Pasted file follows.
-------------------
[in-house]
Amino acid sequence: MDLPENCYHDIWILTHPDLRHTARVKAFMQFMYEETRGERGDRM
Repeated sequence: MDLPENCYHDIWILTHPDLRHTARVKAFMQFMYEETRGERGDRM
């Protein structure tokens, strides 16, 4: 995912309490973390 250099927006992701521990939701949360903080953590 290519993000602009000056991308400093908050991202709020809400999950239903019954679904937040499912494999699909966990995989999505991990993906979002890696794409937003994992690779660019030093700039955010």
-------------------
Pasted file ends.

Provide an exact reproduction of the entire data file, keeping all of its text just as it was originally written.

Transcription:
[in-house]
Amino acid sequence: MDLPENCYHDIWILTHPDLRHTARVKAFMQFMYEETRGERGDRM
Repeated sequence: MDLPENCYHDIWILTHPDLRHTARVKAFMQFMYEETRGERGDRM
């Protein structure tokens, strides 16, 4: 995912309490973390 250099927006992701521990939701949360903080953590 290519993000602009000056991308400093908050991202709020809400999950239903019954679904937040499912494999699909966990995989999505991990993906979002890696794409937003994992690779660019030093700039955010």